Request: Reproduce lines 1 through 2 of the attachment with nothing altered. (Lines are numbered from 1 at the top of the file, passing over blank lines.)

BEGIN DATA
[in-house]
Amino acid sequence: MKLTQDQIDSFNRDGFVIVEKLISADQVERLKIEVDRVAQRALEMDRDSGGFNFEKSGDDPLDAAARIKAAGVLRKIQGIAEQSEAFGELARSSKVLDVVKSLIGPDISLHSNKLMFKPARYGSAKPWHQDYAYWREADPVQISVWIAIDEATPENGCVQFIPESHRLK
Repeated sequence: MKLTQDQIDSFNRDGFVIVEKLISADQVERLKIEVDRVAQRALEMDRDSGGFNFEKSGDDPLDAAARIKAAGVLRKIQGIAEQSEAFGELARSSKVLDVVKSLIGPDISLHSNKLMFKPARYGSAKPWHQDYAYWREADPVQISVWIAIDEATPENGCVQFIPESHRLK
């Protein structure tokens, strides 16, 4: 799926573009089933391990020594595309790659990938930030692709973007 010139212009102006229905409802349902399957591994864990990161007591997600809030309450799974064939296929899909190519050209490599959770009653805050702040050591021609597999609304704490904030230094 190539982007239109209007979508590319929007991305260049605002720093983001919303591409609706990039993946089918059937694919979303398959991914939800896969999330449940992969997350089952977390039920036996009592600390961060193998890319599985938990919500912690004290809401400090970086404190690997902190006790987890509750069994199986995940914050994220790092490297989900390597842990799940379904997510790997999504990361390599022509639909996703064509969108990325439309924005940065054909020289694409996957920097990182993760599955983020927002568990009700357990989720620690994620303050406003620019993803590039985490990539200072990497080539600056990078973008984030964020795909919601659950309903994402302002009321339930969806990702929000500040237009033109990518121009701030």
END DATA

[in-house]
Amino acid sequence: MKLTQDQIDSFNRDGFVIVEKLISADQVERLKIEVDRVAQRALEMDRDSGGFNFEKSGDDPLDAAARIKAAGVLRKIQGIAEQSEAFGELARSSKVLDVVKSLIGPDISLHSNKLMFKPARYGSAKPWHQDYAYWREADPVQISVWIAIDEATPENGCVQFIPESHRLK